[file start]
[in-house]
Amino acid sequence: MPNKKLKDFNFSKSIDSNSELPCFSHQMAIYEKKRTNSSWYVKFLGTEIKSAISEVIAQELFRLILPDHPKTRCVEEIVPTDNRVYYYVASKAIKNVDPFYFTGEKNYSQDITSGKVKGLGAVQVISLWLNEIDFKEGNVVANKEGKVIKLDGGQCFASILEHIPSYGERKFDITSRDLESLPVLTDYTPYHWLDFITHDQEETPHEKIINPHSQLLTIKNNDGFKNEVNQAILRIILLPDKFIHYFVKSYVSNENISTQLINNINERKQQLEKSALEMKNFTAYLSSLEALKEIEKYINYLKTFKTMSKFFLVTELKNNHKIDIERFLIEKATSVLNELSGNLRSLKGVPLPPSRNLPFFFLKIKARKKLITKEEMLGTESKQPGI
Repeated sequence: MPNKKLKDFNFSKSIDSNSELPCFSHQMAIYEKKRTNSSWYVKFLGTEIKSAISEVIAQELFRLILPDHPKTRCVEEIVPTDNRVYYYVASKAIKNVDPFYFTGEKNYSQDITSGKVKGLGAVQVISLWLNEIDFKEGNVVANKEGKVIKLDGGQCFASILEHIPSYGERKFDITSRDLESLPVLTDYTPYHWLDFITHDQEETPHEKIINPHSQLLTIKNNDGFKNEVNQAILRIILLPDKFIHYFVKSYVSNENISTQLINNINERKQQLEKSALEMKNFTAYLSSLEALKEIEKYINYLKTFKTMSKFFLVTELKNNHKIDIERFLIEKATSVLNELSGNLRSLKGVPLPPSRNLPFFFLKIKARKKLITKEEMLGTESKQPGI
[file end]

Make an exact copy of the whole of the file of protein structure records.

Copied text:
[in-house]
Amino acid sequence: MPNKKLKDFNFSKSIDSNSELPCFSHQMAIYEKKRTNSSWYVKFLGTEIKSAISEVIAQELFRLILPDHPKTRCVEEIVPTDNRVYYYVASKAIKNVDPFYFTGEKNYSQDITSGKVKGLGAVQVISLWLNEIDFKEGNVVANKEGKVIKLDGGQCFASILEHIPSYGERKFDITSRDLESLPVLTDYTPYHWLDFITHDQEETPHEKIINPHSQLLTIKNNDGFKNEVNQAILRIILLPDKFIHYFVKSYVSNENISTQLINNINERKQQLEKSALEMKNFTAYLSSLEALKEIEKYINYLKTFKTMSKFFLVTELKNNHKIDIERFLIEKATSVLNELSGNLRSLKGVPLPPSRNLPFFFLKIKARKKLITKEEMLGTESKQPGI
Repeated sequence: MPNKKLKDFNFSKSIDSNSELPCFSHQMAIYEKKRTNSSWYVKFLGTEIKSAISEVIAQELFRLILPDHPKTRCVEEIVPTDNRVYYYVASKAIKNVDPFYFTGEKNYSQDITSGKVKGLGAVQVISLWLNEIDFKEGNVVANKEGKVIKLDGGQCFASILEHIPSYGERKFDITSRDLESLPVLTDYTPYHWLDFITHDQEETPHEKIINPHSQLLTIKNNDGFKNEVNQAILRIILLPDKFIHYFVKSYVSNENISTQLINNINERKQQLEKSALEMKNFTAYLSSLEALKEIEKYINYLKTFKTMSKFFLVTELKNNHKIDIERFLIEKATSVLNELSGNLRSLKGVPLPPSRNLPFFFLKIKARKKLITKEEMLGTESKQPGI